Rabbis: Boycott Independence Day festivities
Rosh Ha'ayin religious leaders call on public to attend mass prayer in city's synagogues on holiday instead of taking part in 'immodest celebrations'
Nitzan Yanco • Ynet
Rabbis in the central city of Rosh Ha'ayin plan to turn Israel's Independent Day into a demonstration of prayers "in protest of immorality and in order to give the people a religious rather than a secular folklore."
The decision was made after the municipality turned down the rabbis' demand to cancel the city's Independence Day celebrations.
The rabbis also warned the public against the "immorality hurting the sacredness of the people of Israel."
On eve of Independence Day, which will take place April 19, the municipality is planning central stage shows, including a musical featuring hundreds of male and female dancers, singers and actors. Singer Yardena Arazi is scheduled to perform at the local amphitheater at midnight.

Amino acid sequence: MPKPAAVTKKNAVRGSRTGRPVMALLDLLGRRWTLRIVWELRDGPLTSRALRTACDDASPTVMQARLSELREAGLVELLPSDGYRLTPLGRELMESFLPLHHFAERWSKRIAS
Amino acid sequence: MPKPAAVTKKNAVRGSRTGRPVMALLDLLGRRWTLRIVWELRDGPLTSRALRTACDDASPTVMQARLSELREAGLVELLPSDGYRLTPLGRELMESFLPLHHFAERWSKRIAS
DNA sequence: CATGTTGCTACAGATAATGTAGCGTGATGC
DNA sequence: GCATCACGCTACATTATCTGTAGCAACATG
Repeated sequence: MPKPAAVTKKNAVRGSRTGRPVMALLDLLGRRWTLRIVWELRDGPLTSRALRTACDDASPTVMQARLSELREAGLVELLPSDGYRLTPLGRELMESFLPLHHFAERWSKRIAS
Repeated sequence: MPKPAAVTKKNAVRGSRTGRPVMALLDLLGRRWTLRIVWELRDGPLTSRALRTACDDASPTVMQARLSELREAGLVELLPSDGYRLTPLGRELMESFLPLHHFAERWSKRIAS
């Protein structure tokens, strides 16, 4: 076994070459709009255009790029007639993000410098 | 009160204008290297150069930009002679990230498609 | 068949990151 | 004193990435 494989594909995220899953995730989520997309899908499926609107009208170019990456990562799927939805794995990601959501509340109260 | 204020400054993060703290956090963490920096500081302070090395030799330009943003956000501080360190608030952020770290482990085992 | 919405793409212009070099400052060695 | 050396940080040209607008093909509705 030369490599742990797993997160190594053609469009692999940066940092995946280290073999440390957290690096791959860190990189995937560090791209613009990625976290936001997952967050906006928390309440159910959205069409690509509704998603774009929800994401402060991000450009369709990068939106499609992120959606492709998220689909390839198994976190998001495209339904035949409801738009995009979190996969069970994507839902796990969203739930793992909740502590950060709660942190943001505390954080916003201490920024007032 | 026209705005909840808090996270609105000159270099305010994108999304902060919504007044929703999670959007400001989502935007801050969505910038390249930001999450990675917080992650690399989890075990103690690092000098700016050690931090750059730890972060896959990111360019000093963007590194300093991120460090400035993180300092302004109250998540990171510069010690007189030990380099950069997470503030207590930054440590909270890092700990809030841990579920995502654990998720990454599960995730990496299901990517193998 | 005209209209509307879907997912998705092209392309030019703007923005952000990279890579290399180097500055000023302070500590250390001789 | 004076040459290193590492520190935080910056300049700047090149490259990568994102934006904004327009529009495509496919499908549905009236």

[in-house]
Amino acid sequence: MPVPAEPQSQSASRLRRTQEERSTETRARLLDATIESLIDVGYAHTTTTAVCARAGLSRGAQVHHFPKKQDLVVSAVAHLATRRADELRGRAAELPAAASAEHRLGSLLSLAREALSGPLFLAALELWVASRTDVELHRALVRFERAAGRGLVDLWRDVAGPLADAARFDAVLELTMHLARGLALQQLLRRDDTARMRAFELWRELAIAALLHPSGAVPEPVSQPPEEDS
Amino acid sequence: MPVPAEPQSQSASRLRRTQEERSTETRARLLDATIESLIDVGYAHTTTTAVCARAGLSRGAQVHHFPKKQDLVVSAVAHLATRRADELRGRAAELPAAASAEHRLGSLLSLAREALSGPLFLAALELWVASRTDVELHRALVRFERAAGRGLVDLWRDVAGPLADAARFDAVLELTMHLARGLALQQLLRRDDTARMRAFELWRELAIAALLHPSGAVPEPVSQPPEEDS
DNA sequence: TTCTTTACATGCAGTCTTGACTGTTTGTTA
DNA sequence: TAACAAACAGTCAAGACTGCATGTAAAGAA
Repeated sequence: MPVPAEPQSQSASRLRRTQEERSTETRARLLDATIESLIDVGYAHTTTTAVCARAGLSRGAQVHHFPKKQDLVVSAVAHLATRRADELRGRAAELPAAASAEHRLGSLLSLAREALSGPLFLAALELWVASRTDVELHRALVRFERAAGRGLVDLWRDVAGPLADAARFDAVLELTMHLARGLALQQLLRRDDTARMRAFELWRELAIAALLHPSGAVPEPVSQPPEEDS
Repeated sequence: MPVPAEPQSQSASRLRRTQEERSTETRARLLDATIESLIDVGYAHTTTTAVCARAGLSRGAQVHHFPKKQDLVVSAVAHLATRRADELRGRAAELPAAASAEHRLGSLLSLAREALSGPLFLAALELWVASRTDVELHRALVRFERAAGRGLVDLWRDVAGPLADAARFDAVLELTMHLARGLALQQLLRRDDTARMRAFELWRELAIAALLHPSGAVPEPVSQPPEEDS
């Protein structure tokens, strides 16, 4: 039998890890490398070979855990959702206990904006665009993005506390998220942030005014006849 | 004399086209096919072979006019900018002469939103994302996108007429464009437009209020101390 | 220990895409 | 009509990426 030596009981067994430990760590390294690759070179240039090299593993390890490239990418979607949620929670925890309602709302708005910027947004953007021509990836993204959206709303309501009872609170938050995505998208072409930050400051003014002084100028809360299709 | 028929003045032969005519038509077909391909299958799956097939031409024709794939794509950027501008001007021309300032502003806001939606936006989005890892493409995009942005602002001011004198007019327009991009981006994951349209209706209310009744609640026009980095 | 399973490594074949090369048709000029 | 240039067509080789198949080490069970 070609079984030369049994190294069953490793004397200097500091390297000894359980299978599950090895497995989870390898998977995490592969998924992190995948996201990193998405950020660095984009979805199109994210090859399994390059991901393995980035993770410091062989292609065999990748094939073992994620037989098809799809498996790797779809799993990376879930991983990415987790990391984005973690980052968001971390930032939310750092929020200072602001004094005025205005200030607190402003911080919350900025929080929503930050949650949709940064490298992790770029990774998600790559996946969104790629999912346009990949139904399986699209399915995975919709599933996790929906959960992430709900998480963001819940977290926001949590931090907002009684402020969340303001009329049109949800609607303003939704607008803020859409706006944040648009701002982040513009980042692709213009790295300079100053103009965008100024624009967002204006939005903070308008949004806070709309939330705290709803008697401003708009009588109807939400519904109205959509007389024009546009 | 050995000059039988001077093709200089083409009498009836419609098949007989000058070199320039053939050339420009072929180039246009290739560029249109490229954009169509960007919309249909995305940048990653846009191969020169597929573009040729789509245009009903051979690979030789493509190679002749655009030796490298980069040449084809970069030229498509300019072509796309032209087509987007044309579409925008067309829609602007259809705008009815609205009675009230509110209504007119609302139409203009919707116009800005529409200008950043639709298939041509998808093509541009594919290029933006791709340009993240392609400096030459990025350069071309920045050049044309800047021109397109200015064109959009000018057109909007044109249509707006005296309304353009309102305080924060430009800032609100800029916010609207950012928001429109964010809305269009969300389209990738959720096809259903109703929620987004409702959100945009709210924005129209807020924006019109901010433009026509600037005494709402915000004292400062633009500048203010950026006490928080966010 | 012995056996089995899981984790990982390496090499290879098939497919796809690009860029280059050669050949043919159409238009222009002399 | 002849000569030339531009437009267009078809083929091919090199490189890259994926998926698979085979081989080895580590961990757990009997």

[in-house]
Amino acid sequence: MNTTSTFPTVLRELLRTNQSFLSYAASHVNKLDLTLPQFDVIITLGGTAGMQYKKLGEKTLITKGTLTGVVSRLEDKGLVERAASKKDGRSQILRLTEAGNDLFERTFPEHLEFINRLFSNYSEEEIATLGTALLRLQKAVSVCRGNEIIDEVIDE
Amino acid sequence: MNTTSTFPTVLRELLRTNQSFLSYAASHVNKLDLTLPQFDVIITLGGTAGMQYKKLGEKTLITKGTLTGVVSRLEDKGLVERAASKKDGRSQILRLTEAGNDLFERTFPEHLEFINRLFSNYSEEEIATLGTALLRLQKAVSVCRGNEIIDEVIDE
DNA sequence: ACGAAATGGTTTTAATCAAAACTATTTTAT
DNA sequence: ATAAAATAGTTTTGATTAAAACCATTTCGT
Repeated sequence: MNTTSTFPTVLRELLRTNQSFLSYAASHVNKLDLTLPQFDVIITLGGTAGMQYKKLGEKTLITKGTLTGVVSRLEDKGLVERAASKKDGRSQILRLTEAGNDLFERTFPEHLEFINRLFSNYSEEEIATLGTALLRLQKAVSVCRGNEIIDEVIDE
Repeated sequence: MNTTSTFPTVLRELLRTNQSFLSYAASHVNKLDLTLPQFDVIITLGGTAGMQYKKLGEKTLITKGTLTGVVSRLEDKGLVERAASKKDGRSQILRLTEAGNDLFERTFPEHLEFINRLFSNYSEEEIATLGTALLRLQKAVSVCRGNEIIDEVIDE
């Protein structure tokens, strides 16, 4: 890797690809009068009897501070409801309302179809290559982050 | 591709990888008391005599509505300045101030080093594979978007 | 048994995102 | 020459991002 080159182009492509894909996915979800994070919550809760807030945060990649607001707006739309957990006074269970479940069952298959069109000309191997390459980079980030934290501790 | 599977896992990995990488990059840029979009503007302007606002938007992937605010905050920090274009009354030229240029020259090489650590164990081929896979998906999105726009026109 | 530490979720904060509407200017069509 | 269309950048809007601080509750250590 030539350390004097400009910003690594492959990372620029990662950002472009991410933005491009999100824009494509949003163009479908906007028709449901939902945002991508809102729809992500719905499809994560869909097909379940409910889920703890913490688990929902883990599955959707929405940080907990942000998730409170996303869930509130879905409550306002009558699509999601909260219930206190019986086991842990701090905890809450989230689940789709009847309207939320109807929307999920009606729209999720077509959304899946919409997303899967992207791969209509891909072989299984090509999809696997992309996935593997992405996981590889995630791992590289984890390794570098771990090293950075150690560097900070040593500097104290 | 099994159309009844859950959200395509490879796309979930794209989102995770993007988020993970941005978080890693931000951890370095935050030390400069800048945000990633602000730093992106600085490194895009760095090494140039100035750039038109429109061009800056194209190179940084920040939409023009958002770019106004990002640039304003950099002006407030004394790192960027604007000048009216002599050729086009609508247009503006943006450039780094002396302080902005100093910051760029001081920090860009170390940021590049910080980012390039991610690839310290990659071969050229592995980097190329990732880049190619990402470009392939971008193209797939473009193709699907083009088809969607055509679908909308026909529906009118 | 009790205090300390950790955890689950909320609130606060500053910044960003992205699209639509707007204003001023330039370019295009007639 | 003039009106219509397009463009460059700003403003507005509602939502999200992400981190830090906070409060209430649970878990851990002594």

An announcement signed by 23 rabbis, including Chief Rabbi Azaria Basis, reads: "As Independence Day includes celebration mixing men and women in immodest shows, bordering on dreadful immorality, we must warn that it is completely forbidden to attend celebrations and shows of recklessness and immorality. Thus, each fearing God and the education of his sons and daughters must avoid going to those places and prevent the members of his household from doing so."
'Programs of secular nature only'
In light of the municipality's refusal to cancel the celebrations, the rabbis announced this week that Independence Day would turn into a demonstration of prayers, and have even called on the public to visit synagogues instead of taking part in the celebrations.
The rabbis said in a statement, "The religious public feels deprived as it is interested in taking part in the Independence Day celebrations, which symbolize the State of Israel's unity. However, the local authority is preventing us from participating, because the planned programs are of a secular nature only. In light of the situation, Bnei Akiva will be celebrating in a closed hall, separately."
The municipality said in response, "Independence Day celebrations in Rosh Ha'ayin, as in any other place, are held together with men, women, youth and children. It is unthinkable that any element would dictate a separation between families and force segregation during the celebrations. This is the way the independence celebrations were held in the past and the way they will be held in the future as well."